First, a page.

Skip To Content
JEWISH. INDEPENDENT. NONPROFIT.

Support the Forward

Funded by readers like you DonateSubscribe
Fast Forward

Weather outside can affect our opinions online, says Israeli researcher

A new study found that rain caused people to write more negative reviews of hotels, even if it was sunny during the actual stay

What goes into a good stay at a hotel? Plush towels, a comfortable mattress, an all-you-can-eat buffet. When you return home and log on to review the accommodations, there’s another factor that can play a role: the weather outside when you’re typing the review. That’s because, according to a new study, the current weather plays a crucial role in coloring “our perceptions of past experiences.”

Yaniv Dover, the lead researcher and professor of the Jerusalem Business School and the Federmann Center for the study of Rationality at the Hebrew University of Jerusalem, recently published his study’s findings in the “Journal of Consumer Research.” Along with Professor Leif Brandes from the University of Lucerne in Sweden, he utilized “12 years of data and 3 million hotel bookings to examine how 340,000 anonymous online reviews” were affected by the weather on the day they were posted online. 

The data relied on numerous factors. The study took into account the weather in the reviewer’s location, the star rating that the reviewer provided, the vocabulary used by the reviewers to describe their stay and the weather conditions experienced during the reviewer’s stay at the hotel. The study revealed that, typically, bad weather lowered the reviewer’s rating of their past hotel encounter. 

Bad weather often caused reviewers to write longer and scathing reviews. Interestingly, the study revealed that people were more likely to write reviews on rainy days and that the “effect of the weather on the review was independent of the weather they experienced during the hotel stay.” This is likely because poor weather conditions activate negative emotions and memories, which overshadow the reviews. 

Dover’s research demonstrates the larger implications of external factors on people’s moods and online judgments. He explained that this area of research “can help policymakers frame policies to better engineer a more productive and healthy effect of online activities on our daily lives.”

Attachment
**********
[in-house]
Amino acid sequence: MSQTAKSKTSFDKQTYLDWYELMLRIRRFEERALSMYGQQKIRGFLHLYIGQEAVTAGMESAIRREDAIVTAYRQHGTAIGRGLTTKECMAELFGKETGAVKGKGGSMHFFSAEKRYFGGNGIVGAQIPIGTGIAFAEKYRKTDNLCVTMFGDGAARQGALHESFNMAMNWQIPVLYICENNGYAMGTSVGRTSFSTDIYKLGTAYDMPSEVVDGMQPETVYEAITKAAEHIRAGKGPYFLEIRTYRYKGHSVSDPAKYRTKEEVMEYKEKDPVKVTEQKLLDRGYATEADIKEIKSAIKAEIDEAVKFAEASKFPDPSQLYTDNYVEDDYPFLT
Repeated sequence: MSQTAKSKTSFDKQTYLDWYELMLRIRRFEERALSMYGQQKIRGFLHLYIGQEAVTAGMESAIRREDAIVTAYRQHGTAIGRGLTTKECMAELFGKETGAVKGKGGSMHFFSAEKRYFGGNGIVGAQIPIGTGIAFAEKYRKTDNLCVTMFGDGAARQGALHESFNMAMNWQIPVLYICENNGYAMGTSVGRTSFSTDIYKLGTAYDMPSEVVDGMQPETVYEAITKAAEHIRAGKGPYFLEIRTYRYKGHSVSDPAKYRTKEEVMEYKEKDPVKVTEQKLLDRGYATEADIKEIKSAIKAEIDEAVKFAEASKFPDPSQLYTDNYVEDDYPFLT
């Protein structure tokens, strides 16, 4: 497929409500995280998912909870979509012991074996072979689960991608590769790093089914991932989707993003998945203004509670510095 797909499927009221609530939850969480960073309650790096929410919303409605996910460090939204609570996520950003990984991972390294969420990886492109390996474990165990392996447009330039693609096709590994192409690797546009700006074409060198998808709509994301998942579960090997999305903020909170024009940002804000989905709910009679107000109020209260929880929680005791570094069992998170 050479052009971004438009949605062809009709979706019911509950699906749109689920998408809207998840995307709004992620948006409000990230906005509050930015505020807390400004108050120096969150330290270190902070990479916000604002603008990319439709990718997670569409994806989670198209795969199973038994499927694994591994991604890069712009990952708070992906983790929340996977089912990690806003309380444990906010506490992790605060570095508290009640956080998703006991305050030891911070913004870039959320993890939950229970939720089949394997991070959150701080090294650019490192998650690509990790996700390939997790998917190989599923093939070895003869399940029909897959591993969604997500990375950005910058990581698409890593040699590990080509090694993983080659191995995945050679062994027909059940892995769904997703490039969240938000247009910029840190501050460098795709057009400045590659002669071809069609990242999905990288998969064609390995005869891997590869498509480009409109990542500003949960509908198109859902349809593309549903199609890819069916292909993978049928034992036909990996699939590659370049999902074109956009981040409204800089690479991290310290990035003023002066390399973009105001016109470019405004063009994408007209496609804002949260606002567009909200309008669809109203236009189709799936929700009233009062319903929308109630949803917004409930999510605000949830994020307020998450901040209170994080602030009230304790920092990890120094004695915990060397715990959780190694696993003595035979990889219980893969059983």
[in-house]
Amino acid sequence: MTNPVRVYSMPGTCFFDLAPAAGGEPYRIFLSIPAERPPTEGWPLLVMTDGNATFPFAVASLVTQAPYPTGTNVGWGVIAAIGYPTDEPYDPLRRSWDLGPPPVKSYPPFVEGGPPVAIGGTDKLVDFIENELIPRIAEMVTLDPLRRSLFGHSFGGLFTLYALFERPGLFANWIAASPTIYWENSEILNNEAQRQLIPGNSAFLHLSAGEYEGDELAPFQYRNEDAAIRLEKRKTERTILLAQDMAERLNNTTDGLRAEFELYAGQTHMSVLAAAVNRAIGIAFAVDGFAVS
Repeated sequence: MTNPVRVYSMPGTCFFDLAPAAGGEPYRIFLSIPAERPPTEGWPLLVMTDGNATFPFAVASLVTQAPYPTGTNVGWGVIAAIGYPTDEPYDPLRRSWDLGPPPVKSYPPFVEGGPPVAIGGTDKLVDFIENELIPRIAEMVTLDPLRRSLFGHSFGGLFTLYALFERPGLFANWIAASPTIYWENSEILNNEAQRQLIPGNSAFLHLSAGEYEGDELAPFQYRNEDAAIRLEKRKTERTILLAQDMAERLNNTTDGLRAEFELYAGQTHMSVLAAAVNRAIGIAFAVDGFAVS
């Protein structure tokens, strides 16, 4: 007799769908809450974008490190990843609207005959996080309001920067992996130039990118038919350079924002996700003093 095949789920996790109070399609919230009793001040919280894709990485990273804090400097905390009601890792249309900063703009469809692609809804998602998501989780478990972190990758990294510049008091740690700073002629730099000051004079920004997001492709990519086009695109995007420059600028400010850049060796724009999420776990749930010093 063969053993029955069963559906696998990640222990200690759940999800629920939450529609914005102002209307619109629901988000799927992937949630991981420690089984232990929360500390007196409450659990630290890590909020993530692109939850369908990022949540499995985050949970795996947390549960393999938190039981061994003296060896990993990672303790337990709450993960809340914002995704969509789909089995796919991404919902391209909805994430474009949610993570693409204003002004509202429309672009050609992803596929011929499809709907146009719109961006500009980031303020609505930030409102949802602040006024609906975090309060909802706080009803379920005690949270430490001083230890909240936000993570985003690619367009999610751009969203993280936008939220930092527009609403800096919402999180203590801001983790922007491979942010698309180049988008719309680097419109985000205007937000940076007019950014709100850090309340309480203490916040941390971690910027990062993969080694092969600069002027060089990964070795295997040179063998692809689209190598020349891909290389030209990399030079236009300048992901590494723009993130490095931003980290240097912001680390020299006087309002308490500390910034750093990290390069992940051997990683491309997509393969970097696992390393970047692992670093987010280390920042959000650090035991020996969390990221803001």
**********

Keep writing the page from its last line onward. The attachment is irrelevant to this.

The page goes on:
Engage

  • SHARE YOUR FEEDBACK

  • UPCOMING EVENT

    SKY & SCULPTURE

    Hybrid: Online and at the Marlene Meyerson JCC Manhattan

    Oct 2, 2022

    6:30 pm ET · 

    A Sukkah, IMKHA, created by artist Tobi Kahn, for the Marlene Meyerson JCC of Manhattan is an installation consisting of 13 interrelated sculpted painted wooden panels, constituting a single work of art. Join for a panel discussion with Rabbi Joanna Samuels, Chief Executive Director of the Marlene Meyerson JCC of Manhattan, Talya Zax, Innovation Editor of the Forward, and Tobi Kahn, Artist. Moderated by Mattie Kahn.

Republish This Story

Please read before republishing

We’re happy to make this story available to republish for free, unless it originated with JTA, Haaretz or another publication (as indicated on the article) and as long as you follow our guidelines. You must credit the Forward, retain our pixel and preserve our canonical link in Google search.  See our full guidelines for more information, and this guide for detail about canonical URLs.

To republish, copy the HTML by clicking on the yellow button to the right; it includes our tracking pixel, all paragraph styles and hyperlinks, the author byline and credit to the Forward. It does not include images; to avoid copyright violations, you must add them manually, following our guidelines. Please email us at [email protected], subject line “republish,” with any questions or to let us know what stories you’re picking up.

We don't support Internet Explorer

Please use Chrome, Safari, Firefox, or Edge to view this site.